Thursday, June 21, 2012

The "Confidence Fairy" grows teeth

It's more than just a fairy tale.

From MarketWatch
The Business Roundtable on Wednesday said chief executives expect to spend and hire less over the next six months than they previously planned. The group’s economic outlook index fell to 89.1 in the second quarter from 96.9 in the first quarter — the first decline in nine months.
Top executives are increasingly worried about potentially big changes in U.S. tax and spending policies in 2013— the so-called fiscal cliff — as well as the spillover effects of the financial crisis in Europe.
The Roundtable’s chairman, Boeing (US:BA) CEO Jim McNerney, said all the uncertainty is causing “paralysis” among businesses as the end of the year approaches. Some are even cutting jobs until they have a clearer idea of how the fiscal cliff and European crisis will be resolved.
“”We are being forced to trim employment in some places. A number of companies are doing that,” said McNerney, who is also a member of President Obama’s council on jobs...
McNerney say it’s harder for companies to make plans for hiring and capital spending unless they know what the tax rates will be. On the spending side, defense firms could be at risk since the cuts would largely take place in the military’s budget.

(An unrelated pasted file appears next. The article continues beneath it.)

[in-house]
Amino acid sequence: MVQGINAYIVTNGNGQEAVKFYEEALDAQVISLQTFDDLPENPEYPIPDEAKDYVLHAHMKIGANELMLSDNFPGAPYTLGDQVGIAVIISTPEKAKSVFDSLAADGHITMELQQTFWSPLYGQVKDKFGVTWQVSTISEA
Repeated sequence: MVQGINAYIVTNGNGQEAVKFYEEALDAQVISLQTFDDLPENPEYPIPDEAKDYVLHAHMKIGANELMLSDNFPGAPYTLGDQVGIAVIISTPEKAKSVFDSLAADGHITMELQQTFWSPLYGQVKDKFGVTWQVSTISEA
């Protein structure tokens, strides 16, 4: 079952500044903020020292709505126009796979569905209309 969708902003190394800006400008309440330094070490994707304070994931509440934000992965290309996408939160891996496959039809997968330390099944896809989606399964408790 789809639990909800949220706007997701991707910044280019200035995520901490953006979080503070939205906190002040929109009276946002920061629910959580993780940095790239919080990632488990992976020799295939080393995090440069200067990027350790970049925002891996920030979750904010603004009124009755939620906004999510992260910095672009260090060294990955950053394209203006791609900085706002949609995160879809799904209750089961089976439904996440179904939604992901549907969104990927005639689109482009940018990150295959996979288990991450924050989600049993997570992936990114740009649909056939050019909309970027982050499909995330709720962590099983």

Paul Krugman has steadfastly maintained that talk of austerity during a recession is the real problem, and business confidence is a non-issue in today's economic climate. 

What to make of this news report, then? Top CEOs of American companies are warning that their spending and hiring decisions are affected by future changes to tax and fiscal policies. If this isn't the confidence fairy working its evil magic, what else is it?

Of course, maybe the CEOs of Walmart, GE, AT&T, and ExxonMobil don't possess the economic wisdom of Paul Krugman. Maybe their statements are just a crass smokescreen over the corporate policies they'd choose anyway, and all this talk of "fiscal cliffs" is just a convenient excuse. Maybe.

The federal government spent $3.2 trillion in 2009, $3.55 trillion in 2010, and $3.83 trillion in 2011 (compared to a miserly $2.7 trillion in 2006). In other news, today the Fed predicts unemployment will remain above 8% for the rest of the year. But maybe we just need to stimulate aggregate demand a little bit more.

Government spending rose 7% between 2010 and 2011 but the economy grew at about a third of that rate. Either the multiplier is a myth, or businesses/individuals are offsetting their spending now to account for higher tax rates implied by current spending (the Ricardian Equivalence argument)... or both.

So who are you going to trust: the Keynesians, or your own lying eyes?